Mood lability refers to changes in mood that are notable for their size, frequency and speed so someone with labile mood is prone to sudden, frequent and major changes in mood. Researchers from the Institute of Psychiatry in London studied the levels of mood lability in 5326 young people aged 8-19. They found that mood lability occured in 5% of the sample. It was strongly associated with a wide range of mental-health problems and was linked to significant impairment even in the absence of psychiatric disorders. Mood lability was found to be a risk factor for externalizing disorders (bad behaviour) and internalizing ones such as depression and anxiety.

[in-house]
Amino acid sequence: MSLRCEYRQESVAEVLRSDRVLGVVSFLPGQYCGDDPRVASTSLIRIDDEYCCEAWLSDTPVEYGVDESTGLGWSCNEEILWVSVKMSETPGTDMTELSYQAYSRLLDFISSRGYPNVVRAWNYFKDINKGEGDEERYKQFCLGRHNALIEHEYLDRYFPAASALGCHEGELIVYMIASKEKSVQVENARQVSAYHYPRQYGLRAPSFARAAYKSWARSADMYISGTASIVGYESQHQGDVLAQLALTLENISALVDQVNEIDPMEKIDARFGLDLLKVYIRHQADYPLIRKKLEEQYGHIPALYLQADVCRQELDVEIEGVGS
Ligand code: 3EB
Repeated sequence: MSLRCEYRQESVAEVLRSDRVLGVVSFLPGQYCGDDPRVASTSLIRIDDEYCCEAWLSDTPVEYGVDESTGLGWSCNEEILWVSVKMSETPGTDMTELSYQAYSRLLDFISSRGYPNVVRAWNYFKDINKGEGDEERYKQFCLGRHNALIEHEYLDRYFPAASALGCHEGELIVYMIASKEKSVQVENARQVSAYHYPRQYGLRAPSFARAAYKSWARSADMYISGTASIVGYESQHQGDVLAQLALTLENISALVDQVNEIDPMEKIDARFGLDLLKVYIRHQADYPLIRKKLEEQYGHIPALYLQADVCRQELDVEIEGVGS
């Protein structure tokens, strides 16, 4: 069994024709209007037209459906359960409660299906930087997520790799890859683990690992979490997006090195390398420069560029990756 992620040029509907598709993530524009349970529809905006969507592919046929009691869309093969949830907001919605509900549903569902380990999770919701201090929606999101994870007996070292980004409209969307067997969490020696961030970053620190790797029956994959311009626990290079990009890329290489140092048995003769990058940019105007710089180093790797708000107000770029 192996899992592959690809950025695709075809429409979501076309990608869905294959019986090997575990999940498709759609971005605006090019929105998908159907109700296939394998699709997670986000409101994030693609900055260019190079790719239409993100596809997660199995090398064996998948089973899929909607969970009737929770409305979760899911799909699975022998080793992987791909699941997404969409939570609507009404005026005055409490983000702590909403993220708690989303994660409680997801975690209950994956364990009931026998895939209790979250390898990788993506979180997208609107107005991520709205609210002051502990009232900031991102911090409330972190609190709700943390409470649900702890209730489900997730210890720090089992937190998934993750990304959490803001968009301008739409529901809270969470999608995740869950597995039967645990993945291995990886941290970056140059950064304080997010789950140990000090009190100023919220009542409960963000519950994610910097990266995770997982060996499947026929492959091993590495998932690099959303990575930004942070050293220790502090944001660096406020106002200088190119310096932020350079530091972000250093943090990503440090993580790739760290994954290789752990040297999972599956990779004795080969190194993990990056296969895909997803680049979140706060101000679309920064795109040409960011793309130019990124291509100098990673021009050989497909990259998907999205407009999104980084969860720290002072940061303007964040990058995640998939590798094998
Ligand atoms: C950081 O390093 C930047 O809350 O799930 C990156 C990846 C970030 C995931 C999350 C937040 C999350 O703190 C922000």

Stringaris, A. and Goodman, R. - Mood lability and psychopathology in youth Psychological Medicine August 2009, 39(8), 1237-1245